Episode 289 Shannon Miller Expats’ Mental Health Journey Transcript

This transcript is from episode 289 with guest Shannon Miller.

Scott DeLuzio: [00:00:00] Thanks for tuning in to the Drive On Podcast where we are focused on giving hope and strength to the entire military community. Whether you’re a veteran, active duty, guard, reserve, or a family member, this podcast will share inspirational stories and resources that are useful to you. I’m your host, Scott DeLuzio, and now let’s get on with the show.

Everybody, welcome back to Drive On. I’m your host Scott DeLuzio, and today my guest is Shannon Miller. Shannon is a mental health expert and an army wife, and she is here to discuss, uh, some of the mental health needs of Americans living overseas. Um, her, her private practice attends to this type of clientele, so she’s certainly an expert in this field.

So welcome to show Shannon. I’m glad to have you here.

Shannon Miller: Hi. Thanks for having me.

Scott DeLuzio: Yeah, absolutely. Um, for the viewers and the listeners who maybe aren’t familiar with you, could you tell us a little bit about yourself and your background? [00:01:00]

Shannon Miller: S Sure. So I’m the owner and clinical director of Apricity Behavioral Health, soon to be rebranded Apricity Expat Therapy.

Um, I’m also a licensed clinical social worker. Um, and that’s about it. I’ve been an Army wife, I guess we’ve been married now for. 18 years. So we’ve logged many countries under our belt as well.

Were you and Army wife the entire time or did he, uh, join the military while you were No, while you were married?

We didn’t marry till he was already in 12 years, so he’s been in

Scott DeLuzio: quite a while. Okay. Excellent. Yeah, so, um, and I know with the military traveling, um, to different, Places around the country, places around the world, there’s bases all over the place. Germany, Japan, you know, all over, all over the world, really.

Um, where we have, uh, service members stationed. Um, it, it can be really, uh, really trying.

Shannon Miller: We didn’t live in those places. We [00:02:00] didn’t live in any of those places. No, not

Scott DeLuzio: those places. But there, there are people who lived in those places, but, and there’s other places as well, right? And, um, Moving around to all of these different locations, um, it’s a culture shock and it’s, it’s really, uh, kind of difficult to, um, maybe assimilate to the way of life of that culture.

Right. And so that’s, mm-hmm. That’s kind of along the lines of what you do is kind of helping people with those transitions from the American way of life, the American culture to those local regions. Right.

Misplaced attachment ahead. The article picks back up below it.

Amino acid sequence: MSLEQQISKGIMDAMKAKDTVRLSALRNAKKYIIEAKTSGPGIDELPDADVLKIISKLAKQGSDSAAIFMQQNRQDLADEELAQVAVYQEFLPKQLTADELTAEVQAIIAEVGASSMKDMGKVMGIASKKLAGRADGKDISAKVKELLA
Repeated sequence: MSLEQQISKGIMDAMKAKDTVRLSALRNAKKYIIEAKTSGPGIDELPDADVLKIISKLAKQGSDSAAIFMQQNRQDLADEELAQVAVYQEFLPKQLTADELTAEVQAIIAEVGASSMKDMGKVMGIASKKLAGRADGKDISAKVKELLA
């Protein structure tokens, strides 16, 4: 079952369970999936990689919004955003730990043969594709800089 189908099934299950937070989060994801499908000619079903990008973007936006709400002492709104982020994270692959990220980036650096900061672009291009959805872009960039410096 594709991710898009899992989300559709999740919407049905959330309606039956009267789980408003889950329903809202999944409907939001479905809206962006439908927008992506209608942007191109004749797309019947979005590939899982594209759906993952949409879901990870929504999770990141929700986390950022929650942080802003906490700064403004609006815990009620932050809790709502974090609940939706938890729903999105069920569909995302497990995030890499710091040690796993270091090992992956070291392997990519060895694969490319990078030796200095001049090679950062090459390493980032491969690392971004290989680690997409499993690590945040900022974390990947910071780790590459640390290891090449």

Shannon Miller: Yeah. I mean, it kind of is the adage of wherever you go, there you are, right? So if there were things going on prior to that, they’re gonna be going on.

You’re gonna take them forward with you into wherever you’re posted. Right? And not every post is gonna have the same supportive services, right? Everywhere. Sometimes as well. The blend with the culture’s not gonna go so

Scott DeLuzio: well. Yeah. And. [00:03:00] There’s the, the social, the, the faux PAs that you, you may run into as well, which could be super embarrassing.

Um, not intentionally. You’re not trying to. Uh, embarrass anybody or, or anything like that. But it, you know, these things happen from time to time and so it’s, I think it’s important to have somebody like you in the type of work that you do, uh, to be able to, um, uh, to really just be able to navigate some of the, the, uh, unique differences there.

And, um, you know, dealing with mental health, um, mental health is treated differently in different cultures, so, um, you know, it’s certainly a, a great thing that you have there, right.

Shannon Miller: Mm-hmm. So really the practice was born out of exactly that, of living in remote locations where there is no such thing as mental health.

Um, for background and for context, we’ve spent, all of my husband’s, we’re not all of our married time together. We’ve been in Sub-Saharan Africa, with the exception of one tour in Italy. So we’ve been [00:04:00] in remote locations where mental health isn’t even a thing there. Um, let alone we didn’t have any support services that a traditional base would offer.

Right. Um, and I saw that play out. And then in my own mental health, you know, we returned to the states. I made an appointment with the therapist. I spent half the session explaining what it was like to be an expat. She still didn’t get it. I was angry. I spent all that money and half my time trying to explain something she clearly wasn’t capable of understanding.

And so hence Apricity was born.

Scott DeLuzio: The mental health needs of service members, veterans, their families who are overseas, um, for one reason or another. Uh, maybe the, the service took them overseas and, uh, or maybe they, they found their way overseas. Um, you know, post-military life.